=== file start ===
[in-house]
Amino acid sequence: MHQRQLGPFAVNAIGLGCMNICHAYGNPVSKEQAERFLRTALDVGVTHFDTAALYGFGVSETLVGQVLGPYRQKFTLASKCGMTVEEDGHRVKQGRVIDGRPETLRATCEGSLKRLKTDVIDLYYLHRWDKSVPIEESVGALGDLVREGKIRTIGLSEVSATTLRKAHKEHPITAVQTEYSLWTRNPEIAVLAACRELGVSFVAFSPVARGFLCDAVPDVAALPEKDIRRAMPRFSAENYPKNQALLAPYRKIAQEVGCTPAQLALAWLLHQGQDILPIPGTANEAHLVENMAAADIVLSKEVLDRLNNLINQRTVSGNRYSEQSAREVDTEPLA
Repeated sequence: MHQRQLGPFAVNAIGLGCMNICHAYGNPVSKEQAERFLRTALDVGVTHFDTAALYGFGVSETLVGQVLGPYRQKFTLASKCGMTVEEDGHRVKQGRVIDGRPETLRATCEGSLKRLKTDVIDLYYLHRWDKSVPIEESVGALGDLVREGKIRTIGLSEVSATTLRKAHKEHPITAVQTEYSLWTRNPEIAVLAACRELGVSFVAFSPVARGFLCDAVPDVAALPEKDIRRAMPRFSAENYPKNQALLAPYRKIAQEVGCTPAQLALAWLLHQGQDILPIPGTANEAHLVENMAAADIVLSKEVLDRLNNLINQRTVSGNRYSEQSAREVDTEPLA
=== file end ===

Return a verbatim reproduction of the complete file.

[in-house]
Amino acid sequence: MHQRQLGPFAVNAIGLGCMNICHAYGNPVSKEQAERFLRTALDVGVTHFDTAALYGFGVSETLVGQVLGPYRQKFTLASKCGMTVEEDGHRVKQGRVIDGRPETLRATCEGSLKRLKTDVIDLYYLHRWDKSVPIEESVGALGDLVREGKIRTIGLSEVSATTLRKAHKEHPITAVQTEYSLWTRNPEIAVLAACRELGVSFVAFSPVARGFLCDAVPDVAALPEKDIRRAMPRFSAENYPKNQALLAPYRKIAQEVGCTPAQLALAWLLHQGQDILPIPGTANEAHLVENMAAADIVLSKEVLDRLNNLINQRTVSGNRYSEQSAREVDTEPLA
Repeated sequence: MHQRQLGPFAVNAIGLGCMNICHAYGNPVSKEQAERFLRTALDVGVTHFDTAALYGFGVSETLVGQVLGPYRQKFTLASKCGMTVEEDGHRVKQGRVIDGRPETLRATCEGSLKRLKTDVIDLYYLHRWDKSVPIEESVGALGDLVREGKIRTIGLSEVSATTLRKAHKEHPITAVQTEYSLWTRNPEIAVLAACRELGVSFVAFSPVARGFLCDAVPDVAALPEKDIRRAMPRFSAENYPKNQALLAPYRKIAQEVGCTPAQLALAWLLHQGQDILPIPGTANEAHLVENMAAADIVLSKEVLDRLNNLINQRTVSGNRYSEQSAREVDTEPLA